Girl Scouts is for everyone.
That’s one of the main messages Cristen Incitti, Chief Operating Officer of the Girl Scouts of Wisconsin – Badgerland Council. The organization has made it a priority to reach all families, especially those of low income, Incitti says. In fact, all families that meet the requirements for the National School Lunch program are eligible to sign up for financial assistance and fee waivers to join Girl Scouts, which gives families the chance to have up to 90% of programming fees and 100% of membership fees covered.
“We want every girl to have access to this amazing opportunity… we are all striving to help,” Incitti says.
All you have to do is fill out a short application.
Girl Scouts was founded in 1912 in Savannah, Georgia, and has since expanded to a nationwide organization with about 2.5 million members consisting of 1.7 million girls and 750,000 adult staff and volunteers. The backbone of Girl Scouts is to build girls of courage, confidence, and character who make the world a better place.
Incitti, who has been with the organization for eighteen months, says her motivation to take the job was simple. “I was motivated by the mission. I have a daughter myself and as the parent of a girl I want her to be confident and strong and work towards solving community problems,” she says. “As a team we are working to make sure all girls, especially girls of low income and (girls of) color, have access to this amazing program.”
Girl Scouts consists of 112 councils nationwide. The Badgerland Council is responsible for 23 counties in Southwest and South Central Wisconsin, providing support services and programming for its 7,500 Girl Scout members. The Badgerland Council operates two residential camps: Camp Ehaawee located in Mindoro, Wisconsin, and Camp Brandenberg located in the town of Dane. These camps are open to girls in grades K-12 and run from the first week of June through the week of August 18. Grades K-5 and 6-12 consist of different activities, but they all revolve around camping, adventure, and travel. Badgerland Council members in grades 6-12 also have the opportunity to travel to the other councils throughout the state as well as the council in Chicago.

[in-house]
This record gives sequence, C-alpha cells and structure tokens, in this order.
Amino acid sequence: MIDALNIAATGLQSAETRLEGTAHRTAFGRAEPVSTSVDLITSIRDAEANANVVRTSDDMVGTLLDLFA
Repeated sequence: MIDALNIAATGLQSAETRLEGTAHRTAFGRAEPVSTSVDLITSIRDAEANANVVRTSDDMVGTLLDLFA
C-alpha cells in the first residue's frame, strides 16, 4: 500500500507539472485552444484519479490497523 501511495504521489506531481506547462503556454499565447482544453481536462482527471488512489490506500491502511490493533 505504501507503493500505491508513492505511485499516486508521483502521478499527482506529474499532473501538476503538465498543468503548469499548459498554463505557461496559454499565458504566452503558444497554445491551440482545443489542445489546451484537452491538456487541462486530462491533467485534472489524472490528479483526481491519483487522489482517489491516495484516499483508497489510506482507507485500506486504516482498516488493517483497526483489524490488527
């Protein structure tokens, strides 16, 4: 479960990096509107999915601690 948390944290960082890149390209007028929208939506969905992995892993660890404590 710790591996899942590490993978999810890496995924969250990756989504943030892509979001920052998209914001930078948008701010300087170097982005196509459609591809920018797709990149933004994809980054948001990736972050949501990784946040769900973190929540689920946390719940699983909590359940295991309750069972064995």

Badgerland Council has also partnered with Madison College to create Camp Hero, where girls interact with and learn from women in the field of emergency response, and Camp Build, with women in the construction trades.
New research from the Girl Scouts Research Institute shows that Girl Scouts link girls to success. Girl scouts are more likely to have a strong sense of self, have positive values, seek challenges and learn from setbacks, develop and maintain healthy relationships, and exhibit community problem-solving skills. They also benefit more in school with higher chances of graduating from high school and college as well as earning higher grades, and being more likely to pursue STEM. When it comes to activities, Girl Scouts are more likely to collaborate, take the lead, engage in healthy activities, and be hands on.
Full information on financial assistance, camps and camp scholarships is available at https://www.gsbadgerland.org/